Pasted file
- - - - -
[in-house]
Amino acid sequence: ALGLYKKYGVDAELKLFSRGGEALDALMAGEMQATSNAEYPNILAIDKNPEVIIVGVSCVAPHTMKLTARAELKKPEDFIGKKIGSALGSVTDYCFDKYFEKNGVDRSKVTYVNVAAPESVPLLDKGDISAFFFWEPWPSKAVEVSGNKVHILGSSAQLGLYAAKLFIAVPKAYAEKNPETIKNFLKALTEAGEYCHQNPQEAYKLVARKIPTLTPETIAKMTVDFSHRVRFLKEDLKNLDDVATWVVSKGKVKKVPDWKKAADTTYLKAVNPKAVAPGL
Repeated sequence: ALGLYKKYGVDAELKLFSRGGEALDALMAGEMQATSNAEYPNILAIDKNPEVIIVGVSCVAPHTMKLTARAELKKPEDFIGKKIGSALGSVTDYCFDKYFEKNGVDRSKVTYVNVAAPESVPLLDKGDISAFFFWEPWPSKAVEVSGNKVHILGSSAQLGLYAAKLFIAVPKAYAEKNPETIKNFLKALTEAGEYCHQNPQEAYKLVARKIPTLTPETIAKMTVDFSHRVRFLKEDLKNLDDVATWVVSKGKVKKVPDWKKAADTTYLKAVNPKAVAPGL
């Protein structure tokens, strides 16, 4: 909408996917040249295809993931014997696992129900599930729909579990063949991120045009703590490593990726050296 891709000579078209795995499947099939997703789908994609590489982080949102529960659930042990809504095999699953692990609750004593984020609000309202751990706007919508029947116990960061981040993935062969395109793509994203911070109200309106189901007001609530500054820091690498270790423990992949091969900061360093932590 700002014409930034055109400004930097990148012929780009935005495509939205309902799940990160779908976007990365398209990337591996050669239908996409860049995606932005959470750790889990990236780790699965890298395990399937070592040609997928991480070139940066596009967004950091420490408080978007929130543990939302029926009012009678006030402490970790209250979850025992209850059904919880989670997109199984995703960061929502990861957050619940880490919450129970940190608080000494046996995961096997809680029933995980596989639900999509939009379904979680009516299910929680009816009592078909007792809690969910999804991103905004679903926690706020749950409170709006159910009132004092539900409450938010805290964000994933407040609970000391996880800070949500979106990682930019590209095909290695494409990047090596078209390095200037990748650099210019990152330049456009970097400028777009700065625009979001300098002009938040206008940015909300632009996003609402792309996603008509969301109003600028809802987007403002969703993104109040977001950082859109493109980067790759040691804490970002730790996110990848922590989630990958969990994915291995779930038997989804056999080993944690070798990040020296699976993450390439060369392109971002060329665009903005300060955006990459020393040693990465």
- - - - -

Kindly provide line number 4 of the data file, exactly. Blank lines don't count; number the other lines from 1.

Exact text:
């Protein structure tokens, strides 16, 4: 909408996917040249295809993931014997696992129900599930729909579990063949991120045009703590490593990726050296 891709000579078209795995499947099939997703789908994609590489982080949102529960659930042990809504095999699953692990609750004593984020609000309202751990706007919508029947116990960061981040993935062969395109793509994203911070109200309106189901007001609530500054820091690498270790423990992949091969900061360093932590 700002014409930034055109400004930097990148012929780009935005495509939205309902799940990160779908976007990365398209990337591996050669239908996409860049995606932005959470750790889990990236780790699965890298395990399937070592040609997928991480070139940066596009967004950091420490408080978007929130543990939302029926009012009678006030402490970790209250979850025992209850059904919880989670997109199984995703960061929502990861957050619940880490919450129970940190608080000494046996995961096997809680029933995980596989639900999509939009379904979680009516299910929680009816009592078909007792809690969910999804991103905004679903926690706020749950409170709006159910009132004092539900409450938010805290964000994933407040609970000391996880800070949500979106990682930019590209095909290695494409990047090596078209390095200037990748650099210019990152330049456009970097400028777009700065625009979001300098002009938040206008940015909300632009996003609402792309996603008509969301109003600028809802987007403002969703993104109040977001950082859109493109980067790759040691804490970002730790996110990848922590989630990958969990994915291995779930038997989804056999080993944690070798990040020296699976993450390439060369392109971002060329665009903005300060955006990459020393040693990465």